Have you experienced any of these challenges? Similar challenges? Let’s take a look at common challenging behaviors and discover how to address difficult behaviors with sensory input.
A seven year-old insists on wearing the same outfit everyday.
A five year-old boy frequently hits and kicks his parents during hair and teeth-brushing.
Should these situational actions be treated as sensory problems or as behavioral issues?
Sensory or Behavior?
My answer to this common question is typically that it is both – a sensory issue, as well as, a behavioral one. Through behavior analysis, we can often see that isms like these are rooted in a sensory need but they become behavioral. Offering appropriate sensory input will often address difficult behaviors.
The child who insists on wearing the same outfit everyday is probably over-responsive to tactile input and she has learned that her fits about clothing are effective in getting her parents to back down on the issue.
Explore more >> Tactile Defensive? Start with the other Senses
The child who hits and kicks during tooth-brushing probably is seeking proprioceptive (heavy work) input to help him tolerate the task but he still needs to learn that aggression is unacceptable no matter what.
Explore more >> Tooth Brushing for the Orally Defensive
The tween who becomes aggressive during transitions is probably overwhelmed by the auditory and visual input inherent in transition time but he has also learned that aggression ends with him getting wrapped up in weighted blanket, which is soothing to him.
Explore more >> Meltdown? Reduce Sensory Input, Reduce the Intensity
Address the Sensory Needs
For the exampled scenarios above, my recommendations on how to handle isms such as these include:
Consult an OT to Address Difficult Behaviors
Consult an occupational therapist (OT) for help on figuring out what the behaviors are telling you about the child’s sensory needs. Hitting and kicking may indicate the child is seeking proprioceptive input. Meltdowns may indicate the child is in sensory overload.
Explore more >> Recognize and Manage Sensory Overload
Meet Sensory Needs to Address Difficult Behaviors
Be proactive in meeting the child’s sensory needs.
If the child is a hitter and a kicker, make sure to allow him the chance to get “heavy work” type of sensory input before the problem time (like tooth-brushing). For example, ask him to crab-walk to the bathroom.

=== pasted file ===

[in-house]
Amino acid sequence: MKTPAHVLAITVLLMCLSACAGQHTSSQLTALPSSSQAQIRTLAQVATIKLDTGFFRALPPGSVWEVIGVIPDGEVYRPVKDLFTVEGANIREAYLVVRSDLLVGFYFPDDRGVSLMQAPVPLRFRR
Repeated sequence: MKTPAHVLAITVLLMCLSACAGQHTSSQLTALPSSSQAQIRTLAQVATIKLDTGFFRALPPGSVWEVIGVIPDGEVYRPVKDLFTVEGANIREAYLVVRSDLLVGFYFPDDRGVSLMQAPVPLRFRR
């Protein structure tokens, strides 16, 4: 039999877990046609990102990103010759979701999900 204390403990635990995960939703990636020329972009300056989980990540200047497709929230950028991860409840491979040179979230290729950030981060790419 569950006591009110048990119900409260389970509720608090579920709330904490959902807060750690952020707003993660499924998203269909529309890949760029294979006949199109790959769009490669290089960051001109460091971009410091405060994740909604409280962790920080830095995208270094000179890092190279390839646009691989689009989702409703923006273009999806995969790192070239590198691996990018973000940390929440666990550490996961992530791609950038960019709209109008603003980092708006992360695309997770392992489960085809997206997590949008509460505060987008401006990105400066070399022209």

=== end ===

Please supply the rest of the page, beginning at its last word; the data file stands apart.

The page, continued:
The tween who becomes aggressive during transitions should be offered the weighted blanket before transition time so he doesn’t have to resort to aggression to get the input he is seeking.
Explore more >> 20 Proprioceptive Input Ideas for Home and School
Implement Behavioral Strategies to Address Difficult Behaviors
Be reactive by using typical behavior strategies. Address difficult behaviors by thinking through rewards and consequences and be prepared to implement these strategies if the child kicks during tooth-brushing.
Send the Right Message
I know that as parents, we are often hesitant to use typical behavioral strategies to address issues that seem to be outside of our kids’ control due to sensory processing isms. But, if we continue to allow them to wear only one outfit everyday or overlook being kicked during tooth-brushing, they will never be motivated to use the sensory strategies available to them to learn to cope with their sensory issues.
Furthermore, by allowing behaviors like these, we are sending them the message that we don’t believe they can do any better. However, by using sensory strategies proactively and using rewards and consequences reactively, we are letting children know that we believe in them and we are raising the bar for their development.
We show them that they can learn to self-modulate and that even beyond that – we expect them to self-modulate simply because it’s the right thing to do.
Sensory AND Behavior: Determining the Underlying Causes and Addressing Difficult Behaviors Appropriately
For an overview on addressing Sensory AND Behavior, consider this view-on-demand webinar that discusses the ABC method of behavior analysis. You will learn how to delineate proactive and reactive strategies to address difficult behaviors and select cognitive strategies to address certain behaviors. The icing on the cake is you will be able to recognize the role of sensory strategies in minimizing maladaptive behaviors. Learn more >>
Delve in much deeper with the more comprehensive version of this course.